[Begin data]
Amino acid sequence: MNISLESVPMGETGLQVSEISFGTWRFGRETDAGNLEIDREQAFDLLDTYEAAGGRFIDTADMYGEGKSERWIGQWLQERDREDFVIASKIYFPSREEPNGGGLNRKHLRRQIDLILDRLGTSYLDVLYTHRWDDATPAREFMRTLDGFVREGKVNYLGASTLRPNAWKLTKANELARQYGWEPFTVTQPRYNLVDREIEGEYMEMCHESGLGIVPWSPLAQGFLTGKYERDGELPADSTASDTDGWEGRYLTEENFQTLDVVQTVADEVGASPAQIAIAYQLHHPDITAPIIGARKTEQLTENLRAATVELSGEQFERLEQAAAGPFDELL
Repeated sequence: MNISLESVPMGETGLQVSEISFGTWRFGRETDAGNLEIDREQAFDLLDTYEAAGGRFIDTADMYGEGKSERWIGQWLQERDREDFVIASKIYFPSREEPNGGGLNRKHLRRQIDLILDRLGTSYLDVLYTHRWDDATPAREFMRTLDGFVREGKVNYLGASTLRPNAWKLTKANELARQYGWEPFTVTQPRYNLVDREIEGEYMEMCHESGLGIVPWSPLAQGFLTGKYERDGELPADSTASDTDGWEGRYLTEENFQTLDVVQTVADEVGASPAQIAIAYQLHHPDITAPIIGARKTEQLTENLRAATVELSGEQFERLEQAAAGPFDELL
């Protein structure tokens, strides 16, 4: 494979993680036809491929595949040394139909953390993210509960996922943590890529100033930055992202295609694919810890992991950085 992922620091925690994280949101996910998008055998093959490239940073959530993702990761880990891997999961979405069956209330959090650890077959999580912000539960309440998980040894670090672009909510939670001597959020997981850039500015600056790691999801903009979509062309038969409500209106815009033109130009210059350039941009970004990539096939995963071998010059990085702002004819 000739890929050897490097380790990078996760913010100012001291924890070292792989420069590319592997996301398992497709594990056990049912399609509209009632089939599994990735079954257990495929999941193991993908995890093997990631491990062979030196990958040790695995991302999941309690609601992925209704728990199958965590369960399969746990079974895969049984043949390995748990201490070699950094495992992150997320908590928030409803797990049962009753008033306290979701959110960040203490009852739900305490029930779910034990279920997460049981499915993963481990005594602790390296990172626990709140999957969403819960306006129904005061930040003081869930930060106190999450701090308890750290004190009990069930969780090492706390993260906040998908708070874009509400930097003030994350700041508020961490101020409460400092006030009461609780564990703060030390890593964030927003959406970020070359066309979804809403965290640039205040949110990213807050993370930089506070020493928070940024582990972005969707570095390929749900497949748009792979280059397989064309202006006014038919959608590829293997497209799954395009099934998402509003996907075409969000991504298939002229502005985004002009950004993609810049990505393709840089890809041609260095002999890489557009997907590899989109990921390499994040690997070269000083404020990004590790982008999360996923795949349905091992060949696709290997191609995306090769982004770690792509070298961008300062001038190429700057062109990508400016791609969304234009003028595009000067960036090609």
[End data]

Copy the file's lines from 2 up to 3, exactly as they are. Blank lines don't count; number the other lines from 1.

Repeated sequence: MNISLESVPMGETGLQVSEISFGTWRFGRETDAGNLEIDREQAFDLLDTYEAAGGRFIDTADMYGEGKSERWIGQWLQERDREDFVIASKIYFPSREEPNGGGLNRKHLRRQIDLILDRLGTSYLDVLYTHRWDDATPAREFMRTLDGFVREGKVNYLGASTLRPNAWKLTKANELARQYGWEPFTVTQPRYNLVDREIEGEYMEMCHESGLGIVPWSPLAQGFLTGKYERDGELPADSTASDTDGWEGRYLTEENFQTLDVVQTVADEVGASPAQIAIAYQLHHPDITAPIIGARKTEQLTENLRAATVELSGEQFERLEQAAAGPFDELL
């Protein structure tokens, strides 16, 4: 494979993680036809491929595949040394139909953390993210509960996922943590890529100033930055992202295609694919810890992991950085 992922620091925690994280949101996910998008055998093959490239940073959530993702990761880990891997999961979405069956209330959090650890077959999580912000539960309440998980040894670090672009909510939670001597959020997981850039500015600056790691999801903009979509062309038969409500209106815009033109130009210059350039941009970004990539096939995963071998010059990085702002004819 000739890929050897490097380790990078996760913010100012001291924890070292792989420069590319592997996301398992497709594990056990049912399609509209009632089939599994990735079954257990495929999941193991993908995890093997990631491990062979030196990958040790695995991302999941309690609601992925209704728990199958965590369960399969746990079974895969049984043949390995748990201490070699950094495992992150997320908590928030409803797990049962009753008033306290979701959110960040203490009852739900305490029930779910034990279920997460049981499915993963481990005594602790390296990172626990709140999957969403819960306006129904005061930040003081869930930060106190999450701090308890750290004190009990069930969780090492706390993260906040998908708070874009509400930097003030994350700041508020961490101020409460400092006030009461609780564990703060030390890593964030927003959406970020070359066309979804809403965290640039205040949110990213807050993370930089506070020493928070940024582990972005969707570095390929749900497949748009792979280059397989064309202006006014038919959608590829293997497209799954395009099934998402509003996907075409969000991504298939002229502005985004002009950004993609810049990505393709840089890809041609260095002999890489557009997907590899989109990921390499994040690997070269000083404020990004590790982008999360996923795949349905091992060949696709290997191609995306090769982004770690792509070298961008300062001038190429700057062109990508400016791609969304234009003028595009000067960036090609």